Australian produce has a competitive advantage in Taiwan, thanks to Australia’s reputation for safe, high-quality food and ability to offer counter-seasonal supply.
The value of Australian vegetable exports to Taiwan has increased 21% in 2020–21 relative to 2019–20. This is due to growing demand for premium vegetable products and short-term domestic supply constraints.
Onions (up 63%), potatoes (up 19%) and carrots (up 144%) drove the growth in export value.
Reasons for growing vegetable demand
A water shortage from late 2020 to the first half of 2021 affected Taiwan’s vegetable production. The typhoon season from mid-2021 also hit production. Lower than usual domestic supply has caused local vegetable prices to surge to new highs.
In the medium term, import growth reflects Taiwan’s:
- highly developed economy
- high GDP per capita (approx. $54,000 PPP)1
- high per capita rate of expenditure on food.
Opportunities for Australian vegetable exporters
According to the USDA, Taiwan’s food and beverage sales topped US$38.8 billion in 2019. This was an increase of 1.78% as compared to 2018.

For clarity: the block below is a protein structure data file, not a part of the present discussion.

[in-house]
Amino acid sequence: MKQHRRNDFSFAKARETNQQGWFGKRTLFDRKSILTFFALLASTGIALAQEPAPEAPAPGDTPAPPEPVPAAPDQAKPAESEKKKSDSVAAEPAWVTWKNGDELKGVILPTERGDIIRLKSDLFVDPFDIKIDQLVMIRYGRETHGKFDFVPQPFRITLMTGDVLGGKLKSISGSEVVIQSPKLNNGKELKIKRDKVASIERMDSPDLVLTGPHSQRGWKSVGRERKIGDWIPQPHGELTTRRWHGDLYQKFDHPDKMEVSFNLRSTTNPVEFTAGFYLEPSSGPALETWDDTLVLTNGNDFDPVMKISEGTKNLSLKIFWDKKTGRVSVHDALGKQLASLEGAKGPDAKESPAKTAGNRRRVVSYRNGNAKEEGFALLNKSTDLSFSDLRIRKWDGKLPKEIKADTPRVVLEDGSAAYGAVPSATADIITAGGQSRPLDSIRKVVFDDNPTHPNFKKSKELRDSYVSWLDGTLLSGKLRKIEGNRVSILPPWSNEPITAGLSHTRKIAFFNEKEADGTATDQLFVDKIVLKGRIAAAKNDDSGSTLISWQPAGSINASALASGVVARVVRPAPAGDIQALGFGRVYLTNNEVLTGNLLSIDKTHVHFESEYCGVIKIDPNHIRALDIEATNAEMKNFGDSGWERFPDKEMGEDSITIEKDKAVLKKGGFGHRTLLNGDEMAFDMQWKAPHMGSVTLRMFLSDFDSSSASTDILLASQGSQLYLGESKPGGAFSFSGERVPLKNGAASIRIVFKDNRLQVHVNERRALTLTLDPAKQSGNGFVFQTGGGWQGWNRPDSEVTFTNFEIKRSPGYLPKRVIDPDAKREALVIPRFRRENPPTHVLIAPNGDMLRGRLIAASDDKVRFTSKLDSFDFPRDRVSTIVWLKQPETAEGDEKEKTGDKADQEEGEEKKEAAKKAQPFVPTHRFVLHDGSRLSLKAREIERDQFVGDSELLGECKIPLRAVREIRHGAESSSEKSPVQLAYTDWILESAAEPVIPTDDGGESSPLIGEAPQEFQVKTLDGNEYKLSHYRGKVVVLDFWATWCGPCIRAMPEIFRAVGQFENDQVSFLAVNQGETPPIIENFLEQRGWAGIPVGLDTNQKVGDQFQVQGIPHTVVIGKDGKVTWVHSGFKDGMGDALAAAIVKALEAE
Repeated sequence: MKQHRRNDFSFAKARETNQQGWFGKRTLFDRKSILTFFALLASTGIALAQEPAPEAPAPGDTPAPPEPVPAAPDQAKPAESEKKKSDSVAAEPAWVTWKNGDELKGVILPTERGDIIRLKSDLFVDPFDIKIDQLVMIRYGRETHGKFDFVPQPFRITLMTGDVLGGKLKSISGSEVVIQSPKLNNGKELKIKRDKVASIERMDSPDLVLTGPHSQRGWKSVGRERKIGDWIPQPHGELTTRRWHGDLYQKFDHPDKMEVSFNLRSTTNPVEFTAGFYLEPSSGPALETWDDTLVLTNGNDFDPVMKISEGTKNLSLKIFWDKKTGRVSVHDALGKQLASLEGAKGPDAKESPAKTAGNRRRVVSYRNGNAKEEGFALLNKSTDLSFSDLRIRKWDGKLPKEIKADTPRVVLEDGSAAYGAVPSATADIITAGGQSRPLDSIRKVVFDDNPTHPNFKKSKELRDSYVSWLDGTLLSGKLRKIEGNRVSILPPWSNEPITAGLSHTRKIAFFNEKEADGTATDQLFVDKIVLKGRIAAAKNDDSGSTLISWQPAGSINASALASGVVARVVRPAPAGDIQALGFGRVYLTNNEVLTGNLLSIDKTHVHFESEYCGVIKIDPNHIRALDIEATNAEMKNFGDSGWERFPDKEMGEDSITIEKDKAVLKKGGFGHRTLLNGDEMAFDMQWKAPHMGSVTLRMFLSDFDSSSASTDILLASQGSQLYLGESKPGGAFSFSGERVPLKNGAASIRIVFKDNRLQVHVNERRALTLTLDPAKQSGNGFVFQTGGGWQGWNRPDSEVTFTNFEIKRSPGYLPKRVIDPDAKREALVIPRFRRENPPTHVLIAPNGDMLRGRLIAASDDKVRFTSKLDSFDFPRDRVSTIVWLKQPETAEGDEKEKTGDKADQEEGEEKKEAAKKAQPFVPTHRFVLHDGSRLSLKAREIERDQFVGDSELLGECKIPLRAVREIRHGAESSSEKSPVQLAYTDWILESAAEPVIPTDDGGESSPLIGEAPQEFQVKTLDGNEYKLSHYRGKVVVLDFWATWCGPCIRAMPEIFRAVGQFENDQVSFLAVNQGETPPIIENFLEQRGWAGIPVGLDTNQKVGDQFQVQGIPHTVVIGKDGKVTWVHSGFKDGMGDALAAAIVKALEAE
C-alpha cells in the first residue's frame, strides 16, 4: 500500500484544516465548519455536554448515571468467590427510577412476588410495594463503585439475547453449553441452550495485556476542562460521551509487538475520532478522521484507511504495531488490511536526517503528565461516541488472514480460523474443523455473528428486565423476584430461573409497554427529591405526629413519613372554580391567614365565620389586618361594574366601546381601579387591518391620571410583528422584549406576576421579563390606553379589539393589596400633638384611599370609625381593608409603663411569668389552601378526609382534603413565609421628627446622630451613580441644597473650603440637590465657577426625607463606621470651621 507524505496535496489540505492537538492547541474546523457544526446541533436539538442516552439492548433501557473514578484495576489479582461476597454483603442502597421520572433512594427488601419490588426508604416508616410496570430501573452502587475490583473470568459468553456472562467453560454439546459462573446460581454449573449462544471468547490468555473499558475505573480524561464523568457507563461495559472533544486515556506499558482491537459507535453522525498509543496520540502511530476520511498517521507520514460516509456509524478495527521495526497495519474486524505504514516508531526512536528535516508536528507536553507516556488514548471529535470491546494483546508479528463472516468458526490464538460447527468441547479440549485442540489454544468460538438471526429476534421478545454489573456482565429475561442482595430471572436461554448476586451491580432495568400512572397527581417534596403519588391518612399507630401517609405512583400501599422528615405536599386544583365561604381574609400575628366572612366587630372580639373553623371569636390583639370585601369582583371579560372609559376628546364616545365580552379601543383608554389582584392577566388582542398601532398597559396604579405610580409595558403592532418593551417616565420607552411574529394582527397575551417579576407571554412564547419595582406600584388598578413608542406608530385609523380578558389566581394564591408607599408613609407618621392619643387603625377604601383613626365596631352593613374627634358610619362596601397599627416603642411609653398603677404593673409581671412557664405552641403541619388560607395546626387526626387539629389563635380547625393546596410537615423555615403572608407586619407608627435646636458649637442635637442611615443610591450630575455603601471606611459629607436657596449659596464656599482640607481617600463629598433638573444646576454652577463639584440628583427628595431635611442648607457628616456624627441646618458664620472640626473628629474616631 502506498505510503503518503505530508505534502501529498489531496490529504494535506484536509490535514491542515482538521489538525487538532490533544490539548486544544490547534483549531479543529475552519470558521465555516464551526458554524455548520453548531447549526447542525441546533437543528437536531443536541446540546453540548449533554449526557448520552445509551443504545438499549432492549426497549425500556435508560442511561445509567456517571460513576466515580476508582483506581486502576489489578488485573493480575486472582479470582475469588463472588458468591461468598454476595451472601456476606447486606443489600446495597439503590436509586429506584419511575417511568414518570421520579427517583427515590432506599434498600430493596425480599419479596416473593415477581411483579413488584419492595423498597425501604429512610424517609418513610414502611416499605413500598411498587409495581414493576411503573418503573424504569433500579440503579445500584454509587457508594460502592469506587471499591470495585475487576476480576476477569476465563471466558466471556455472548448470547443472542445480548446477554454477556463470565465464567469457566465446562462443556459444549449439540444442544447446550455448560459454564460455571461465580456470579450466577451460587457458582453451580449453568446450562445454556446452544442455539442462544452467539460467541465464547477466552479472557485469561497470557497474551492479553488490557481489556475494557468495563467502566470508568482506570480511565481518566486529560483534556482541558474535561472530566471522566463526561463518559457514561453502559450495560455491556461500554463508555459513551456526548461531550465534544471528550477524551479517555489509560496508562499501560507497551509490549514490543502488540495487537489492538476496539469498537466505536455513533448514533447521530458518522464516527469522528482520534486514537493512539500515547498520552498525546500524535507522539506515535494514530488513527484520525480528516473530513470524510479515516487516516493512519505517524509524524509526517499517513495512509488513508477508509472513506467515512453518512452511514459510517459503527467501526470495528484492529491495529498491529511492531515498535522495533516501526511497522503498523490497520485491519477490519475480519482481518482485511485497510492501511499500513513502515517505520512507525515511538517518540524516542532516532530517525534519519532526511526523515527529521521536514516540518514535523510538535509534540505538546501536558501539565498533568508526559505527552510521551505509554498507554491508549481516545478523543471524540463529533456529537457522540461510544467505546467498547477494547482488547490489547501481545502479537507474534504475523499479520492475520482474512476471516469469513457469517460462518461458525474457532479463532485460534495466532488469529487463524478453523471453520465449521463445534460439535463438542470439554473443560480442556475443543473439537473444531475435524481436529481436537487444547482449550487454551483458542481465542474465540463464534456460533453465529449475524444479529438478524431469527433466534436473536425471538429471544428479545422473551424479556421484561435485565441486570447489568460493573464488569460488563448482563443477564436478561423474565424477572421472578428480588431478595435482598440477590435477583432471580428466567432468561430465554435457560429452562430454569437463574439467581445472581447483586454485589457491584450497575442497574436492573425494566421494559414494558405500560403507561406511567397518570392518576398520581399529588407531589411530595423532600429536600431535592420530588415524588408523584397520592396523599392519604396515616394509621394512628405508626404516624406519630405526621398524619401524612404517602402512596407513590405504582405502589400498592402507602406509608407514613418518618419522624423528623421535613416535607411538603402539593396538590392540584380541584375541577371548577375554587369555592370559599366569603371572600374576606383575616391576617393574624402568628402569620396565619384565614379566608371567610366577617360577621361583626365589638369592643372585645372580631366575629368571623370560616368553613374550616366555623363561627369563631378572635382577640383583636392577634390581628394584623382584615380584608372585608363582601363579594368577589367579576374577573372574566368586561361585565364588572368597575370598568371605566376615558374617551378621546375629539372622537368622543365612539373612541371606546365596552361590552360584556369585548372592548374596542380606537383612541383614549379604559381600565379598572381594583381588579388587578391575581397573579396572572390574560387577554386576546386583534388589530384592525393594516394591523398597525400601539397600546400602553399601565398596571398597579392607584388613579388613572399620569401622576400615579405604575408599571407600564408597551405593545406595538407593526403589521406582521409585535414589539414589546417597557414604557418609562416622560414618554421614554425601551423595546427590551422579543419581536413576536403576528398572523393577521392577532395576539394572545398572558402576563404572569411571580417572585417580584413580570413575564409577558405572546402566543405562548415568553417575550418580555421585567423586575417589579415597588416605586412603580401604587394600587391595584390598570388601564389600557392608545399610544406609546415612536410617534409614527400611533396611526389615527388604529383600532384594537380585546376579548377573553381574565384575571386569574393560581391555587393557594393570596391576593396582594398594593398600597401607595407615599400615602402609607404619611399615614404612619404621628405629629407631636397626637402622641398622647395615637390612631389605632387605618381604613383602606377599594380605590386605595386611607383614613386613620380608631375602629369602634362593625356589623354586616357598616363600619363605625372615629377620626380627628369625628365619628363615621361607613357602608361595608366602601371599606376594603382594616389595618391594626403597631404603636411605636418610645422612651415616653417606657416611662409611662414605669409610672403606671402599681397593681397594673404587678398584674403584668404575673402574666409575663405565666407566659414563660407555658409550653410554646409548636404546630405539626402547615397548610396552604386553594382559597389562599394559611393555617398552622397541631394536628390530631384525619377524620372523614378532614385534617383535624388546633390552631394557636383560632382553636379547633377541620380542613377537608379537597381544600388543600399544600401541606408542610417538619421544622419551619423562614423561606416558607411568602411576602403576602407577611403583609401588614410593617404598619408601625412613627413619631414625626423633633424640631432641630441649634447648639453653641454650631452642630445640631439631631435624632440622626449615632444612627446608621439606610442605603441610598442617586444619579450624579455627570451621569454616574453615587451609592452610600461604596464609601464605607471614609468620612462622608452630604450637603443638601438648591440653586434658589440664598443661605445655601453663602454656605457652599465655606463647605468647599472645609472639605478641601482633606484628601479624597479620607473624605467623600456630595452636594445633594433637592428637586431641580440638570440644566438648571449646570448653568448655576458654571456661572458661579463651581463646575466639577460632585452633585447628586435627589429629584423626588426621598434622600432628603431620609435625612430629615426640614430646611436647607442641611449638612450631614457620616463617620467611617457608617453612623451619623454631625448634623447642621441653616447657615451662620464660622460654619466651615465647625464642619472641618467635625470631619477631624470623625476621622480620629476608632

Taiwan has the second highest density of convenience stores in the world. The rapid expansion of retail outlets in recent years has given consumers greater access to food and beverage products.
Taiwanese consumers prefer safe, healthy and convenient food products. This preference will underpin high per-capita expenditure on food, with consumers valuing quality horticultural products.
Value-added vegetable products, ready-to-cook, or easy-to-prepare options may meet consumer preference for healthy and convenient food products.
Australian vegetable exports to Taiwan
In 2020–21, Taiwan was Australia’s 13th largest vegetable export market (ABS 2021).
Figure 1: Australian exports of onions, potatoes, asparagus and carrots to Taiwan
Austrade has more information about the Taiwanese market.
The Manual of Importing Country Requirements has import requirements for vegetables to Taiwan.